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The AtHome Disc is a game console created by Scarce Gaming and released on September 17th, 1995. Codenamed, "Two-For-One," the console allows support with AtHome games with a pack-in "Cartridge Adapter (CA)." The two pack-in games were Spikeyfruit 2, and Spikeyfruit Shadows, along with two Remote Controllers.
The AtHome Disc's controllers are the exact same as the original AtHome's, and controllers purchased during the first one's lifespan could be used with the second one to play most games. However, Spikeyfruit Shadows and other 3D games require a SpinLock Controller to move the character around in 3D segments.
The console had an SDK that was much more available to developers, along with a much more extended colour palette for sprites. The game had a 32-bit mode, which was used for games which contained 3D graphics, such as the FPS segments in Spikeyfruit Shadows 1 and 2, but slowed down the console considerably while in use.
The game had superior abilities to it's other 16-bit competitors, with 75 MB of data for the soundtrack. The console was ahead of it's time by having Broadband internet compatability. However, the compatability was often overlooked, no thanks in part to the fact that the adapter was incredibly expensive, and that it wasn't supported by any 1st-Party titles, so, as such, the Dreamcast is often credited as the first console to have internet compatibility.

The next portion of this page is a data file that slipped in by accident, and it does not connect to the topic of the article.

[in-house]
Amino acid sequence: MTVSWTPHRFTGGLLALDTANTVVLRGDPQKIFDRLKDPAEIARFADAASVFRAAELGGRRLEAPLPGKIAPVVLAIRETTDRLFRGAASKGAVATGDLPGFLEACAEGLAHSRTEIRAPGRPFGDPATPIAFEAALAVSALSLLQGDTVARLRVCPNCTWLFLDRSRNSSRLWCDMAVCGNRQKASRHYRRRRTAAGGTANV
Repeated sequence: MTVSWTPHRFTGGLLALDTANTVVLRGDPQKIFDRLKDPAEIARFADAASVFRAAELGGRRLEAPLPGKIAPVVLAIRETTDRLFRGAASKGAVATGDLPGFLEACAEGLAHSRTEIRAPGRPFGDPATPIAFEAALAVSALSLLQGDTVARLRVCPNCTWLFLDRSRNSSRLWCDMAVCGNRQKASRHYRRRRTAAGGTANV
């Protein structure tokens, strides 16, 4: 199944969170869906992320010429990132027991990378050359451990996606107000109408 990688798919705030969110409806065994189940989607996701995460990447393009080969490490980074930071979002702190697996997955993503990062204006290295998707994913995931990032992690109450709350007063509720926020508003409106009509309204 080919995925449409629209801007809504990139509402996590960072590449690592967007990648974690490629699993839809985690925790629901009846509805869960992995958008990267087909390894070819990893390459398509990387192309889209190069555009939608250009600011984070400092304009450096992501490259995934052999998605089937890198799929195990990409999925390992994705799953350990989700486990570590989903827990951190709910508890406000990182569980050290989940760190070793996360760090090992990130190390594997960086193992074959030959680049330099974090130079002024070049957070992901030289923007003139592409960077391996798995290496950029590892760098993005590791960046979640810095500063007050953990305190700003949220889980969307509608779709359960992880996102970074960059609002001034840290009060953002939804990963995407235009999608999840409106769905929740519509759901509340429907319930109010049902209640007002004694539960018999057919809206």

The console allowed up to 8 players to play at once. However, games often had limits on how many players could be used in the game, so only a quarter of the system's library had games playable by 8 players. The AtHome Disc would hold the award for, "Most Players Playable in a Video Game at Once," until 2014, when Super Smash Bros. 4 came out on Wii U.